In the spirit of life on the high seas I ordered the Drink of the Day—the Sangria Olé!—chilled red wine with apple, pear, orange and maraschino cherry. Strong but balanced, not too sweet. It’s a drink that says, “you’ve made up your mind, you’re on vacation!” I thoroughly enjoyed a second one. Conveniently, both the bartender and our server were named John.
The wine list offered an impressive selection of East End varietals. If you don’t know where to start, get the NoFo White Flight—two ounces each of three local varietals. If you already have local favorites you’ll likely find them here—among selections from Bedell Cellars, Channing Daughters Winery, Duck Walk Vineyards, Macari Vineyards, Martha Clara Vineyards, Paumanok Vineyards, Pellegrini Vineyards, Pindar Vineyards, Pugliese Vineyards, Raphael, Sparkling Pointe, Wölffer Estate Vineyard.
We had to try something lobster. Claudio’s uses Canadian lobsters, because they are their first choice for quality. So I started with the lobster bisque. It was so rich, I was flabbergasted that it could take liquid form. Very flavorful, pale terra cotta—the color of love in full blush. Husband agreed with my assessment when he sampled it. I didn’t get a taste of his Mediterranean Grilled Octopus with roasted tomatoes, kalamata olives and capers served over frisée with a lemon vinaigrette. It’s a small, whole cephalopod artfully presented. Upon his first taste he exclaimed his definitive “Mmm-hmm.” [Pause] “Oh, it’s really nice. It’s close to being puttanesca [one of his favorite things]—lotta umami goin’ on. Just the right level of char.” Not another word was heard until the besuckered arms were no more.
Of course I went for the only dish with “Portuguese” in its name—Clams Portuguese. Steamed local clams with thick slices of chorizo, fresh, chopped tomatoes and onion over fettuccine, with a splash of Pernod adding a welcome hint of anise to the butter broth. Our now beloved server John sprinkled my dish with Parmesan, generously. Talk about an “umami-bombi.” I magnanimously shared my clams. Word to the wise: do not attempt to share the pasta from this dish—that’s where things get messy.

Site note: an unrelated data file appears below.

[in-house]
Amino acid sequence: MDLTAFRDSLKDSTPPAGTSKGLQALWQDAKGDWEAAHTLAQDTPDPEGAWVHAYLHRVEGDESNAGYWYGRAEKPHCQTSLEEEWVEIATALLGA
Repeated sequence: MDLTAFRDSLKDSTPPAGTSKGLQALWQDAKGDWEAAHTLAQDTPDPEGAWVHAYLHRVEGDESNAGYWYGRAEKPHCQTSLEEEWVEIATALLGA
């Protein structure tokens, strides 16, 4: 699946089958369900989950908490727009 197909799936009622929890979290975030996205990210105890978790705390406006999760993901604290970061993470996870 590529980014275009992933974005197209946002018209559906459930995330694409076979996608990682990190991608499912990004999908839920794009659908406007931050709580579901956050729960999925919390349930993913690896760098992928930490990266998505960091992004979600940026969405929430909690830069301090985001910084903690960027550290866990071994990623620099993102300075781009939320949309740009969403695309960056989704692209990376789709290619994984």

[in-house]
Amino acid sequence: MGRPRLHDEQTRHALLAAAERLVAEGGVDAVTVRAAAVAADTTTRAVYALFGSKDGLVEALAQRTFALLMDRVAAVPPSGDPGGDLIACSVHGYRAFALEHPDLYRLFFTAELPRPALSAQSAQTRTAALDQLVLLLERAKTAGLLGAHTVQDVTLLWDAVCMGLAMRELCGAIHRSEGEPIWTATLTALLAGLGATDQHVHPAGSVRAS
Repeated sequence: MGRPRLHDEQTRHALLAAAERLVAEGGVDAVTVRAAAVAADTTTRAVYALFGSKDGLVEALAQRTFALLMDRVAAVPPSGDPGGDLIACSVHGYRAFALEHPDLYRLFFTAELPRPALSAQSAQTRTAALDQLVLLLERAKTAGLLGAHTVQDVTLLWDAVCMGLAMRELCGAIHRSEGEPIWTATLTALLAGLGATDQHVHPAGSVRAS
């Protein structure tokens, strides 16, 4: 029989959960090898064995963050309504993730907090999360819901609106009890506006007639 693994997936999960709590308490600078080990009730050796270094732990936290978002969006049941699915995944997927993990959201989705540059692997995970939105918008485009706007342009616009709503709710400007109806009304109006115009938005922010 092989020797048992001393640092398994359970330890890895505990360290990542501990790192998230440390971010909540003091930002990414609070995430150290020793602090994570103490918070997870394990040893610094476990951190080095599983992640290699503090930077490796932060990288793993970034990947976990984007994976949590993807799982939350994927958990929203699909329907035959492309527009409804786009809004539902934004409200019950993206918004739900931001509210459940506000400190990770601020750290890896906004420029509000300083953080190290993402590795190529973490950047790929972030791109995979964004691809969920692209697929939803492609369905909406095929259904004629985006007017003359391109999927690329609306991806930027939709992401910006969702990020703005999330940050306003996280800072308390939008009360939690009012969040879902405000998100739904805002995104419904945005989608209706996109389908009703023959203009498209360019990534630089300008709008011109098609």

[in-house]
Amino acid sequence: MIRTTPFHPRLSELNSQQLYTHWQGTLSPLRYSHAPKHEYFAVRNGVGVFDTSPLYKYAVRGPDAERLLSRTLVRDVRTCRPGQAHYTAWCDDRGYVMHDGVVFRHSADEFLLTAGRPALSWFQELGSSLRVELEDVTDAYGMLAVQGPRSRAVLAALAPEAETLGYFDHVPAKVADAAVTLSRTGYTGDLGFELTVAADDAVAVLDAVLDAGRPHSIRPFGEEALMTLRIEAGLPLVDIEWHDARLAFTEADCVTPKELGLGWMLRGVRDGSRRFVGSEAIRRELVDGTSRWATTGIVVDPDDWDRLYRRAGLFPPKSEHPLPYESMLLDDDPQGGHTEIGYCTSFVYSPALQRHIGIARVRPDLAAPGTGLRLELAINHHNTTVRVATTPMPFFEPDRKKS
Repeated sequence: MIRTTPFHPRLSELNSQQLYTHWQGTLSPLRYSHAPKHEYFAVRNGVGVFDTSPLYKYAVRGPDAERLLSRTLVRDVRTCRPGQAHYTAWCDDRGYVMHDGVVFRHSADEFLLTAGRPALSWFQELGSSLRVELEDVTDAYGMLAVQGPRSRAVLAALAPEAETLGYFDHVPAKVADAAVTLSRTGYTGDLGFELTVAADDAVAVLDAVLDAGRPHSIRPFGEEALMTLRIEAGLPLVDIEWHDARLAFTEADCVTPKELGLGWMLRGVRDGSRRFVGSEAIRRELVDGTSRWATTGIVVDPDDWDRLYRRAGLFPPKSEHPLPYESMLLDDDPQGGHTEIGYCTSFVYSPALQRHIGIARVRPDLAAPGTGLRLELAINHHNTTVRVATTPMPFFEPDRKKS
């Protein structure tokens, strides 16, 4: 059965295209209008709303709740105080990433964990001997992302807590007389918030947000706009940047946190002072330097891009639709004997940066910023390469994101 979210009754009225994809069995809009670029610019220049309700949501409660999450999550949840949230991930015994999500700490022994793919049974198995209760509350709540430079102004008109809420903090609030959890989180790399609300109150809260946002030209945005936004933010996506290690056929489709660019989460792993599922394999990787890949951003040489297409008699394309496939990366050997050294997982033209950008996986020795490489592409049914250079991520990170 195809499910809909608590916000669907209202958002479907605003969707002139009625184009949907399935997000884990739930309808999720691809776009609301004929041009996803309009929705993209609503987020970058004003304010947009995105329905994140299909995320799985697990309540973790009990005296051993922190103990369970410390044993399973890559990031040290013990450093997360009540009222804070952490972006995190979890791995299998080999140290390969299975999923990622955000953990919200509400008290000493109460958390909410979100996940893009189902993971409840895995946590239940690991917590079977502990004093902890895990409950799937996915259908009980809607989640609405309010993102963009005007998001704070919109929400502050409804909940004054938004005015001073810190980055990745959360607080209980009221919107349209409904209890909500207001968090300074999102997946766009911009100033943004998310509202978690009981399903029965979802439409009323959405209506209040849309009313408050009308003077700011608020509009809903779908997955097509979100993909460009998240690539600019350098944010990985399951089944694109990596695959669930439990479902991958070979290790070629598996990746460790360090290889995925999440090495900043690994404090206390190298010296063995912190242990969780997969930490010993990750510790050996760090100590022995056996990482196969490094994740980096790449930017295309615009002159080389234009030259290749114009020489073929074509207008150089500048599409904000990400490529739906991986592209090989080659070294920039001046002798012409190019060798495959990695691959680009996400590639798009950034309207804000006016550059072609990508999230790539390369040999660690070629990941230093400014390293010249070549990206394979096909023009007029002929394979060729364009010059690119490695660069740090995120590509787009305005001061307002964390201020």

Husband and I were each given two lemon quarters with our entrées. That worked out just right, he had the Broiled Sampler—a mixed platter of swordfish, cod, shrimp, scallops and a neat pile of roast vegetable quinoa. No samples pour moi. His one comment: “Tasty seafood.”
We were stuffed, so we each ordered just a glass of port for our dessert course. The classic 20-year-old Sandeman Tawny Port with its notes of honey, almond and orange for him, Duck Walk Blueberry Port for her. Duck Walk is local, the blueberries are not—they’re from Maine—but that is as it should be. The Maine blueberries are more concentrated in flavor, tighter than local, commercial blueberries, which strikes just the right chord here—sweet but also tannic. Saúde!
How do you know that an old whaling port has gentrified? When, while gazing out the windows across the dock to the Wednesday night sailboat race, you count nine man buns flip-flop by during the course of your sumptuous dinner.
Did I mention the people watching to be had looking through those historic windows? Oh my. Everybody from ladies in gingham blouses and the right, bright white pants to the aforementioned man-bunners to summer campers to motorcycle dudes in offensive T-shirts. Claudio’s Thursday night Lobster Bake combined with Claudio’s Clam Bar’s Tribute Band Thursday crowds probably bring an even richer mix. Bonus: they can’t see you looking at them.
Claudio’s Restaurant, Claudio’s Clam Bar, Crabby Jerry’s, Claudio’s Marina, 111 Main Street, Greenport, 631-477-0627, claudios.com